A New Smile Was the Best Investment of My Life

A New Smile Was the Best Investment of My Life

Surprising Effects of Nail Biting on Your Mouth

Oscar Allen

Everyone knows that biting their nails is bad for their teeth, but how much your oral health can be affected by this bad habit might still surprise you. If you're trying to beat this habit, consider the three following ways that biting your nails on a regular basis could be wrecking your oral health.

Gum Disease

People who bite their nails potentially increase their risk of developing bacteria-related problems in their oral health, like gum disease or tooth decay.

This happens because fingernails and fingers tend to be teeming with bacteria. Any time you bite your nails, you introduce those foreign bacteria into your mouth, where they can quickly go to work irritating your gums or creating decay for your teeth. While you can reduce this risk by ensuring that your hands are clean, getting every bit of bacteria off your hands is nearly impossible, so you're likely to introduce some into your mouth regardless.

Torii

When you bite your nails, you put a whole lot of pressure on them and the jaw that's supporting them. If you do this often enough, you could eventually develop a bony bulge under your gums called a torii.

Luckily, torii is luckily benign and is essentially a natural process in your mouth gone wrong. When you chew your food normally, pressure is evenly distributed across your teeth, and thus your jaw. That pressure helps to encourage your jaw bones to make new cells, restoring old or dead bone cells and staying strong in the process. Excessive pressure in one area can kick this process into high gear, potentially resulting in torii if it goes on for long enough.

These bulges can go away on their own if you stop biting your nails, so consider that incentive to break the habit.

Digestion

Finally, biting your nails can have a significantly negative effect on your digestion. Not only are you introducing bacteria into your stomach whenever you bite your nails, but you're also dulling your teeth.

Digestion actually starts in the mouth. The moment you pop food into your mouth, your saliva goes to work with enzymes breaking it down. However, these enzymes can't do a very good job if they can't get into the food. Chewing your food is essential for this process to work. However, if you've been biting your nails for a long time, you can blunt your teeth, making it actually harder to chew and tear your food down into the little pieces it needs to be. This means that if you're a habitual, long-time nail-biter, you might experience more stomach problems after meals than those who don't bite their nails.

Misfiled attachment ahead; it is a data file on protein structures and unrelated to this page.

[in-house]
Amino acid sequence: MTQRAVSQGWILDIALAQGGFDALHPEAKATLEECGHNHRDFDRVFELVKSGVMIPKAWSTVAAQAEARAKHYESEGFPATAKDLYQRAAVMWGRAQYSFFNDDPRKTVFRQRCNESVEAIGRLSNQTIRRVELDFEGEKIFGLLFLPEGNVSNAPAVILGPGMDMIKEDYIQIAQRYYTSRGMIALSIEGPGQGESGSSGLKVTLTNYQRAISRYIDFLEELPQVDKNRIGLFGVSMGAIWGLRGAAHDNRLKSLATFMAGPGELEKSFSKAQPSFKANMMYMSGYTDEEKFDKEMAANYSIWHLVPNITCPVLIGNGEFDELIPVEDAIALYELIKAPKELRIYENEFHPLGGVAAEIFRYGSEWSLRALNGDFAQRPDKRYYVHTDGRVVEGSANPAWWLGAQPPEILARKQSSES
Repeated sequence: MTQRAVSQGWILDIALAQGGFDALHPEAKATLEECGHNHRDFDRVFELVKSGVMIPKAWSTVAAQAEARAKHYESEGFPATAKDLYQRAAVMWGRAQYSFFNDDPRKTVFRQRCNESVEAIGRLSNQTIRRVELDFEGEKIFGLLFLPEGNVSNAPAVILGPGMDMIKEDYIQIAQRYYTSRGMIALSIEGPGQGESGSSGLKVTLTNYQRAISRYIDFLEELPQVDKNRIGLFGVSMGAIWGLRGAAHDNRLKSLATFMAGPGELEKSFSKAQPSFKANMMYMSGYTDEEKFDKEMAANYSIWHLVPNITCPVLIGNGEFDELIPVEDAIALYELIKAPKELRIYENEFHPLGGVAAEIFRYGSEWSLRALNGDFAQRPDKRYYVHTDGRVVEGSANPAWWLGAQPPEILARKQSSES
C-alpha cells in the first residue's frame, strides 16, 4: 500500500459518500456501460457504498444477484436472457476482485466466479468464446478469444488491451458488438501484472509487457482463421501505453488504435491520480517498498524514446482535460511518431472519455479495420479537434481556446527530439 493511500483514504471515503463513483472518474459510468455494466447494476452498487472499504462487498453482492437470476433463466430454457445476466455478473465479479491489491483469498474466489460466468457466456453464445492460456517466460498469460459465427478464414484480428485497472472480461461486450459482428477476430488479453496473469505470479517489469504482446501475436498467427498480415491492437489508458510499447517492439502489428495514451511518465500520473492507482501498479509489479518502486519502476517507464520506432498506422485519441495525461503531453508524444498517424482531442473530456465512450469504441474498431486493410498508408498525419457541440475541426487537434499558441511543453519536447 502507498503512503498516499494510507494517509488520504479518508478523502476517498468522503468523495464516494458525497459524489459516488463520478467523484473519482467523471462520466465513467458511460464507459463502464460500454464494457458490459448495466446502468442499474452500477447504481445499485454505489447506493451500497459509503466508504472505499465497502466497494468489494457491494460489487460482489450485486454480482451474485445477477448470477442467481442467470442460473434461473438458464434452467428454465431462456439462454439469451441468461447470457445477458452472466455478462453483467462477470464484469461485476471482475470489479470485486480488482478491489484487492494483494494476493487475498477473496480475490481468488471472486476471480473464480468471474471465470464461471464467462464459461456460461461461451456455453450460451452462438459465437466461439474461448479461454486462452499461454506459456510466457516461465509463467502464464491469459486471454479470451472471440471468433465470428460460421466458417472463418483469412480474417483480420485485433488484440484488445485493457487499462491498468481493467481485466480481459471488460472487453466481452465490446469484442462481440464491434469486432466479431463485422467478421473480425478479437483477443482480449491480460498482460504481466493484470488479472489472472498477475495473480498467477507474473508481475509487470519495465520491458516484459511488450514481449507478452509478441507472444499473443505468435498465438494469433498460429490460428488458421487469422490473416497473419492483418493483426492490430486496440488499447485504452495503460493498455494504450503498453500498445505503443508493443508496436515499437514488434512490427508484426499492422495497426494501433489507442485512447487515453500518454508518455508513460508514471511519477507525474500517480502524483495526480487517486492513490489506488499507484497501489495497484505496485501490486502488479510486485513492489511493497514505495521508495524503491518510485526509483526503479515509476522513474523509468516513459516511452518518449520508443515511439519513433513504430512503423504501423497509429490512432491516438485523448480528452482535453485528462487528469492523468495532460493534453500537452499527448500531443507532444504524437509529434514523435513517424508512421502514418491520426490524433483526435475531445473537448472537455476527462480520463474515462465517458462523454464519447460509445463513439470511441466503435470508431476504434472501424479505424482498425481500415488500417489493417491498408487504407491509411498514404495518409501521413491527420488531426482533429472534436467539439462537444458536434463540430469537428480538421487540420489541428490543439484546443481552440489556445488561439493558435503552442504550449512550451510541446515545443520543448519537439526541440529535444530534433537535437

These problems can be avoided if you work on breaking the nail-biting habit and visit a dentist. The dentist can ensure that your oral health remains in good shape, and he or she can help you to restore teeth that have been damaged by this habit. If you're tired of putting your oral health at risk, get in touch with a dentist right away.


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About Me
A New Smile Was the Best Investment of My Life

I grew up in a home with parents who did not insist on good dental hygiene. By the time I was old enough to know better, some damage had already been done. I had many cavities, crooked teeth, and some discoloration on my teeth. I knew it would not be easy to take my smile from where it was to where it is today, but I was determined to finally have nice teeth. I visited a dentist who was very nice and never judged me. We made a dental plan together. Spreading the procedures out over time made it much easier to afford them. I now have almost perfect teeth after all that hard work! I created this blog to help others who have dental problems that stem from bad childhood habits know there is hope! It is never too late to start seeing the dentist!